A 2-Year-Old With Pubic Hair

ALEXANDER K. C. LEUNG, MD—Series Editor: Dr Leung is clinical professor of pediatrics at the University of Calgary and pediatric consultant at the Alberta Children’s Hospital in Calgary.


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A 2-year-old girl presented with pubic hair, the development of which her mother had noted 6 months ago. The mother’s health had been unremarkable during the pregnancy. The parents are nonconsanguineous. There is no family history of congenital adrenal hyperplasia or precocious development of pubic hair. The child’s past health is unremarkable, and she was taking no medications.

Premature adrenarche


The patient was a healthy girl with isolated development of pubic hair. In particular, there was no breast enlargement, clitoromegaly, or hirsutism.

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Adrenarche refers to the puberty of the adrenal gland and is characterized by activation of adrenal androgen production and impressive increases in dehydroepiandrosterone (DHEA), dehydroepiandrosterone sulfate (DHEAS), androstenedione, and testosterone.1-3 Premature or precocious adrenarche refers to an earlier than normal secretion of adrenal androgens, which results in isolated development of pubic hair (pubarche) before 8 years of age in girls and 9 years in boys, without the appearance of other signs of sexual maturation.4

Premature adrenarcheEPIDEMIOLOGY

In a study conducted in Italy, the prevalence of premature adrenarche was 6% among 7-year-old girls and 9% among 8-year-old girls.5 In another study, premature adrenarche was found in 4.6% of Turkish girls younger than 8 years.6 In the United States, premature adrenarche occurs in 2.8% of white girls and 17.7% of black girls.6 The female to male ratio is approximately 10:1.4,7 Prematurity and intrauterine growth retardation might predispose a susceptible individual to premature adrenarche.8 Excess weight gain might be a trigger for adrenarche, and obesity is reported to be associated with a higher incidence of premature adrenarche.8 The occurrence of premature adrenarche usually is sporadic.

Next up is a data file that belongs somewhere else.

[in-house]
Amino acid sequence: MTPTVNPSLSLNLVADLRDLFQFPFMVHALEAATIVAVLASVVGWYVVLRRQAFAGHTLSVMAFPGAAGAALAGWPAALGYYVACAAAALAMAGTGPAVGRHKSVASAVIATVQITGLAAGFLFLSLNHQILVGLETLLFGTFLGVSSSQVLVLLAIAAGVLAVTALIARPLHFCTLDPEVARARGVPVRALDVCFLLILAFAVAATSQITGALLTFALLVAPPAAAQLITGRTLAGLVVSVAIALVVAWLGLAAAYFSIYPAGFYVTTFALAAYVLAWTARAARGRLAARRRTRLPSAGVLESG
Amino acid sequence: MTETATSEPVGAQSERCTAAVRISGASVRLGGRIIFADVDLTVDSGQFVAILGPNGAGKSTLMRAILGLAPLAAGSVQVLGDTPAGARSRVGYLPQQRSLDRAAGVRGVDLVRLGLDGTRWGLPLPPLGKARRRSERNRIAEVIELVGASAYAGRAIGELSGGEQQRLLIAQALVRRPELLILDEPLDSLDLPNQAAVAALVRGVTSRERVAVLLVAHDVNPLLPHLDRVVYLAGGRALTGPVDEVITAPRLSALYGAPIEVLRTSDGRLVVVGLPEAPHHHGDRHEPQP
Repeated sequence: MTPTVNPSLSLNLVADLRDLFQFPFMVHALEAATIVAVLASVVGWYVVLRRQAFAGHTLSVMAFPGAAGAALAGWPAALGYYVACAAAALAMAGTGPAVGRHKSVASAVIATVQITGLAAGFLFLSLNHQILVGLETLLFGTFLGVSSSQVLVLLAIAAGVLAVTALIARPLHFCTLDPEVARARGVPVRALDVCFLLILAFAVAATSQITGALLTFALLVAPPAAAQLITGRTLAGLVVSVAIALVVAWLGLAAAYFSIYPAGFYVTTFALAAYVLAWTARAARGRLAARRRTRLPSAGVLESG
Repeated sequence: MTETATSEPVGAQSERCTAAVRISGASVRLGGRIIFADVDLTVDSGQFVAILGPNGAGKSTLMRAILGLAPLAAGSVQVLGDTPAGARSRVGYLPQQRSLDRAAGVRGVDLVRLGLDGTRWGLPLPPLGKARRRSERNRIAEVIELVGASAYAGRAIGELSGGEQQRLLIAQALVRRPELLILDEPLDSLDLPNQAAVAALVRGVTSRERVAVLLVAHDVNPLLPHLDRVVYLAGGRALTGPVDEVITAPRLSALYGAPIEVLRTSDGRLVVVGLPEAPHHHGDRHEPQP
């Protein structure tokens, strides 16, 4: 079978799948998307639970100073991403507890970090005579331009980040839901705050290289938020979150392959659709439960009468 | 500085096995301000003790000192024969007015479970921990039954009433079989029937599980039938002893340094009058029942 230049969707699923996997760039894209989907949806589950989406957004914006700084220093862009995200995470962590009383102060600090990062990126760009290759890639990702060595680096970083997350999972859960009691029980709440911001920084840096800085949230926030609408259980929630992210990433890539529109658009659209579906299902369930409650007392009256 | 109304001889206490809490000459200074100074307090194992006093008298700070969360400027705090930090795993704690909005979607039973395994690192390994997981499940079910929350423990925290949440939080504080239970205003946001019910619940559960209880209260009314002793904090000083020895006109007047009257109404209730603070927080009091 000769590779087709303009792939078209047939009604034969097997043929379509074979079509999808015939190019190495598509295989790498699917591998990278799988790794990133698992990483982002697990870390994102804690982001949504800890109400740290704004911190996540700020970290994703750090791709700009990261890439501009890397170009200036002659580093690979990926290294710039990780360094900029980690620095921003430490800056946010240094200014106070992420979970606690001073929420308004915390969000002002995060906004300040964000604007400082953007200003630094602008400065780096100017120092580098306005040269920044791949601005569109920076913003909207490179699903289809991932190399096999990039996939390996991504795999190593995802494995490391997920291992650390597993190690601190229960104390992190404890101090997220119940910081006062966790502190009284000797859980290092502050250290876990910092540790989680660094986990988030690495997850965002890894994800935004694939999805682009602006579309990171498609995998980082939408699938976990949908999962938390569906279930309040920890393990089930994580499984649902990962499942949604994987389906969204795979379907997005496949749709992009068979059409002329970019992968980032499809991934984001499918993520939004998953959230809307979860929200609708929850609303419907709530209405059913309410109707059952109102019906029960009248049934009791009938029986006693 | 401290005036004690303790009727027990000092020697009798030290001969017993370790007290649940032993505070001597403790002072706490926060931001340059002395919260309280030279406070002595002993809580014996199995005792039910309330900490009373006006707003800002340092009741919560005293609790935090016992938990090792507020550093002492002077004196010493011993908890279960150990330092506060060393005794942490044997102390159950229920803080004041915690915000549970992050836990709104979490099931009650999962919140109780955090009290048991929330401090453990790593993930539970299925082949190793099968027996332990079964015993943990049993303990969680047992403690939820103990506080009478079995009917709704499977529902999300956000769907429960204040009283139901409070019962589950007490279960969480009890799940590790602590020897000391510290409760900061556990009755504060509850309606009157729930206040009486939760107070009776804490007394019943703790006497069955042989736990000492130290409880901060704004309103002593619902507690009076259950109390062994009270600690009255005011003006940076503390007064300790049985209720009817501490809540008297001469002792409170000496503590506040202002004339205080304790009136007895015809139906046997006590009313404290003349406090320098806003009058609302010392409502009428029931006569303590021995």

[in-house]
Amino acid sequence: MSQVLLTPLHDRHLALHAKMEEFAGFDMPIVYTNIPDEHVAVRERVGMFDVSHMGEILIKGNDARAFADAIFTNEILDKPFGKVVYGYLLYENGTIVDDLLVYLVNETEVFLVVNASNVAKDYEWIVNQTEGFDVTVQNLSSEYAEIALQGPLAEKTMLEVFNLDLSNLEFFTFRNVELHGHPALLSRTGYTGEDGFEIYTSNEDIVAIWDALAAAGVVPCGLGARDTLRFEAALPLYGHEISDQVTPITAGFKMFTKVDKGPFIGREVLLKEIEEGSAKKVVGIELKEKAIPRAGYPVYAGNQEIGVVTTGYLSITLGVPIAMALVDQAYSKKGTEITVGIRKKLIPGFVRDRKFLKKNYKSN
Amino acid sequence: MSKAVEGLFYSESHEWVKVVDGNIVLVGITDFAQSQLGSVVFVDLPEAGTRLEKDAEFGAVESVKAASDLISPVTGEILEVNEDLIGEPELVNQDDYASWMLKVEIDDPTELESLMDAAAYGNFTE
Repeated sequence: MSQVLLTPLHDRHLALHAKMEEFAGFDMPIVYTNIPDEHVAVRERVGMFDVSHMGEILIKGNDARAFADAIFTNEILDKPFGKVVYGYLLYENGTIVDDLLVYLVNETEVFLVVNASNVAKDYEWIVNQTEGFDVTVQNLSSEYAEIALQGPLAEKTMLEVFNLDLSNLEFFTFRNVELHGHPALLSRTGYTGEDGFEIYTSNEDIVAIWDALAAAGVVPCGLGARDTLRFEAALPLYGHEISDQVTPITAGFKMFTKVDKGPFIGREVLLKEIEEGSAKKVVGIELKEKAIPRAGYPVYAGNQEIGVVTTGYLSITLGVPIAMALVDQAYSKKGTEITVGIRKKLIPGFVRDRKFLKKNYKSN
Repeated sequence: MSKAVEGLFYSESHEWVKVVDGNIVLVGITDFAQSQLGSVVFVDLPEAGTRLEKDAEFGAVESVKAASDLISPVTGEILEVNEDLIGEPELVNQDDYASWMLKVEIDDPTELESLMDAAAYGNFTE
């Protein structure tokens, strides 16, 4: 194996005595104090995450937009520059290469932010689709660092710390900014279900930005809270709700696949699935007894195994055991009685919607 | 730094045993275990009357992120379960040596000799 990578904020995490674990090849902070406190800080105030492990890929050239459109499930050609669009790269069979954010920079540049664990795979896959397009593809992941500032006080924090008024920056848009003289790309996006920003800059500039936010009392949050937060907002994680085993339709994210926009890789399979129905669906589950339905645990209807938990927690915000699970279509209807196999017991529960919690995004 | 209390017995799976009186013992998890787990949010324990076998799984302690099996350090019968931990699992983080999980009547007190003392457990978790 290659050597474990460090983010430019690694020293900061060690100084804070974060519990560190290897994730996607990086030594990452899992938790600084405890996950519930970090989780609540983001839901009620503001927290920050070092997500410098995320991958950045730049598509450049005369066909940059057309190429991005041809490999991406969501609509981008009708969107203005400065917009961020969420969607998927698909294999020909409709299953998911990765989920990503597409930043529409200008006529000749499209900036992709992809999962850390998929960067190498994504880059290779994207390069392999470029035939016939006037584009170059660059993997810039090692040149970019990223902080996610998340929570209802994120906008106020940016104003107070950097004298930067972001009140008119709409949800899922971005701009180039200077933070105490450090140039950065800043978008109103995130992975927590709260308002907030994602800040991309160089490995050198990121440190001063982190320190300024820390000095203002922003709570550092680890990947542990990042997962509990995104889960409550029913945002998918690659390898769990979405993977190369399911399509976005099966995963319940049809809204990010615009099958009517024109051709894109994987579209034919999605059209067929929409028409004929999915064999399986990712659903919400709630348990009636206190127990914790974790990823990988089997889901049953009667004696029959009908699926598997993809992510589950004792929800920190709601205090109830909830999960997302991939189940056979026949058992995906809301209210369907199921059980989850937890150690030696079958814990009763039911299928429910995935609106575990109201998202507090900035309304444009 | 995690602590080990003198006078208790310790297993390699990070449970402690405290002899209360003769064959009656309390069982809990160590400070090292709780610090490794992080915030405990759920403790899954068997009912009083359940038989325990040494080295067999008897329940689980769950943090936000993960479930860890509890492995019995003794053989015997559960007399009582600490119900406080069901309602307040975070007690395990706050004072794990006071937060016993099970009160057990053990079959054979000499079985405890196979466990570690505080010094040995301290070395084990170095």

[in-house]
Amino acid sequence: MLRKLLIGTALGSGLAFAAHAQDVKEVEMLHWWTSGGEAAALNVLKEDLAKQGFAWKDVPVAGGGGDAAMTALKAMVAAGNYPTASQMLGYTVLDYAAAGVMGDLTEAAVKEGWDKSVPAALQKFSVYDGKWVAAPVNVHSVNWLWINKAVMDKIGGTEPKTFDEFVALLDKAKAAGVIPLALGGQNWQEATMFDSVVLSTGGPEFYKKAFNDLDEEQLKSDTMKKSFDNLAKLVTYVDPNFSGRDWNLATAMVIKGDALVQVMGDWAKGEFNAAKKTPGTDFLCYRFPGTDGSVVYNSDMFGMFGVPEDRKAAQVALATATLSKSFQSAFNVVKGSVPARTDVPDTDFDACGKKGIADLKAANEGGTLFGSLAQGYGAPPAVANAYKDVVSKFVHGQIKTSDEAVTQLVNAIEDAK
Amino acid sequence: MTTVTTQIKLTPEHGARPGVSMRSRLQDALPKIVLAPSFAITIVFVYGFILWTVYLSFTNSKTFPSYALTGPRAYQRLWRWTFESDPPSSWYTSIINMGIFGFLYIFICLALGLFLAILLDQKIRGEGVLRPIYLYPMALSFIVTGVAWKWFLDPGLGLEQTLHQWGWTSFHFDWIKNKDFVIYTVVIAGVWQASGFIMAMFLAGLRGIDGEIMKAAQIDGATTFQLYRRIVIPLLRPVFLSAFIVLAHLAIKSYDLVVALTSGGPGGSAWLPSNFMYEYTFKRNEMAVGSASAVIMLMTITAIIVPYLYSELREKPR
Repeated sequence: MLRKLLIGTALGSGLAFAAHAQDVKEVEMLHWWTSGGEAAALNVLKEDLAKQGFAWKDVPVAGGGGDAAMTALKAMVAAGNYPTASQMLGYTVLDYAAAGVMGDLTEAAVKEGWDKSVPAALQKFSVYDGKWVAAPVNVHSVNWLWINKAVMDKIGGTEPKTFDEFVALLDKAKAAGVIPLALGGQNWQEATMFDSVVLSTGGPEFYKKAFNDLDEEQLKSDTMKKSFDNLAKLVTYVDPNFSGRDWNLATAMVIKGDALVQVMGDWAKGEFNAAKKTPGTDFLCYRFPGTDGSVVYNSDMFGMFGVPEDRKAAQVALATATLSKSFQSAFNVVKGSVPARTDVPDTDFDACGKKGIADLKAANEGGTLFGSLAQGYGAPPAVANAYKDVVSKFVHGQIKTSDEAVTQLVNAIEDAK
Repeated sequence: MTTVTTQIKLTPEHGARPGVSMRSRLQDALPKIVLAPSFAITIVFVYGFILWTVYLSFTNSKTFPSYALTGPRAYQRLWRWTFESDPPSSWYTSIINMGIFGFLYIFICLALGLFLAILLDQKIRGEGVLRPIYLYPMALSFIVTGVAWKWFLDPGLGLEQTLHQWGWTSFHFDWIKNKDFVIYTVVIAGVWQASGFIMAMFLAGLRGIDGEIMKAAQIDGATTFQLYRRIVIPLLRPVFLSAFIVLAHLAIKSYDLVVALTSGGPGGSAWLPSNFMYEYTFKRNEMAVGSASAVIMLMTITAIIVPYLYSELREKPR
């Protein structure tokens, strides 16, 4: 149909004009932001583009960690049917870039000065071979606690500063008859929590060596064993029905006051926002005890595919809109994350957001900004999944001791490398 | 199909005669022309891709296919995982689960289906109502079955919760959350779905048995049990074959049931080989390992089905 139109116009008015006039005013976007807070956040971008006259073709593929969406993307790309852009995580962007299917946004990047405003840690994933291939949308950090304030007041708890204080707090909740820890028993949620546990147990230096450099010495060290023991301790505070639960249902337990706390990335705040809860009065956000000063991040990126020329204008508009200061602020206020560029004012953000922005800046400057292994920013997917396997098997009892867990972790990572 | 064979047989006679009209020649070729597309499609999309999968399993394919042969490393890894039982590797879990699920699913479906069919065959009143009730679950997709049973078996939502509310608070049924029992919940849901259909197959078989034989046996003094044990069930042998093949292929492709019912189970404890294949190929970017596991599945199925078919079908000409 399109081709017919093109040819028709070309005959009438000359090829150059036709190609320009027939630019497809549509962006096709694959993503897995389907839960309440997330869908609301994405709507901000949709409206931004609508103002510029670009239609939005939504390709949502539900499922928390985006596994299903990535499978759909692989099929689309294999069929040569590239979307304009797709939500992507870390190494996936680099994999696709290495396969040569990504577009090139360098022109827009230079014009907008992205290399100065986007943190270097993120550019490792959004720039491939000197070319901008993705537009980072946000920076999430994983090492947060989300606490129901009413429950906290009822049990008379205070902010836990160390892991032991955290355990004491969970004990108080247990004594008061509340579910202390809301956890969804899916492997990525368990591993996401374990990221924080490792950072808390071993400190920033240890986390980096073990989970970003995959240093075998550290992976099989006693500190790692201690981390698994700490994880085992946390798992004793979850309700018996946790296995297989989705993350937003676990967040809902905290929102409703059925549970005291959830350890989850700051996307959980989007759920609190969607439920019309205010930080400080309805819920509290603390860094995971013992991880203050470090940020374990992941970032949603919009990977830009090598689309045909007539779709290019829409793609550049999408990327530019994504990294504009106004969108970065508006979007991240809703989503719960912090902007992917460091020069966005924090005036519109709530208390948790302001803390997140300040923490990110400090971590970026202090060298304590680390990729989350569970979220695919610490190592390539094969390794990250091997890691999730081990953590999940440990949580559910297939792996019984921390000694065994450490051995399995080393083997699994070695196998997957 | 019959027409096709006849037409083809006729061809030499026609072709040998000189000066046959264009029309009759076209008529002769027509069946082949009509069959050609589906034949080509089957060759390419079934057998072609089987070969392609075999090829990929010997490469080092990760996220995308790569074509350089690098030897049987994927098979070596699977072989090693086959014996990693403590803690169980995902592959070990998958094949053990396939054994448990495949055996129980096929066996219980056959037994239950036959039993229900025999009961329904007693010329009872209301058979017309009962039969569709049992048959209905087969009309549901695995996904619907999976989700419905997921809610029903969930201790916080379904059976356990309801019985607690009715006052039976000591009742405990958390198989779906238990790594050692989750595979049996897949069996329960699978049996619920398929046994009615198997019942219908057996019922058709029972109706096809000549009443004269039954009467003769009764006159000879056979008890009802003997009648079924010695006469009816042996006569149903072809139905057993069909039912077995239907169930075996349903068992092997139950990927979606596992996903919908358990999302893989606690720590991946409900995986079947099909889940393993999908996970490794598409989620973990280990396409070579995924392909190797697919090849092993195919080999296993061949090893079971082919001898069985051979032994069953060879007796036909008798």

Premature adrenarche is secondary to an early isolated maturation of the zona reticularis, with an increase in adrenal androgen secretion for chronologic age, but with normal glucocorticoid levels.9 Adrenarche is independent of gonadarche and proceeds even in individuals with gonadal dysgenesis. Oversecretion of adrenocorticotropic hormone (ACTH) or corticotropin-releasing hormone might have a permissive role in the modulation of adrenal androgen secretion.4 An increase of a central androgen-stimulating proopiomelanocortin-derived hormone might be the primum movens of premature adrenarche.10

Increased sensitivity of the sexual hair follicles to androgens also has been suggested as a mechanism, because in some patients, premature pubarche occurs despite normal androgen levels.3 This might account for the increased prevalence of premature adrenarche among black children.1,2 The association of premature adrenarche with prematurity and intrauterine growth retardation suggests that premature adrenarche might be a component of a fetal or neonatal programming event.7,11


The frequency of premature adrenarche increases with age between 3 and 8 years of age in girls and between 3 and 9 years of age in boys, although cases have been reported as early as 5 weeks of age.2 Dark, coarse, and often curly hair is the first clinical sign. The hair initially is limited to the labia majora in girls or the root of the penis in boys and then extends gradually into the pubic region. The amount and thickness of the hair might progress very slowly or not at all. Axillary hair, increased body odor, oily skin, and acne also might be noted. Acanthosis nigricans is more common in patients with premature adrenarche.2 Hirsutism, deepening of the voice, clitoral enlargement, breast development, phallic or testicular enlargement, and other evidence of virilization or precocious puberty are characteristically absent.1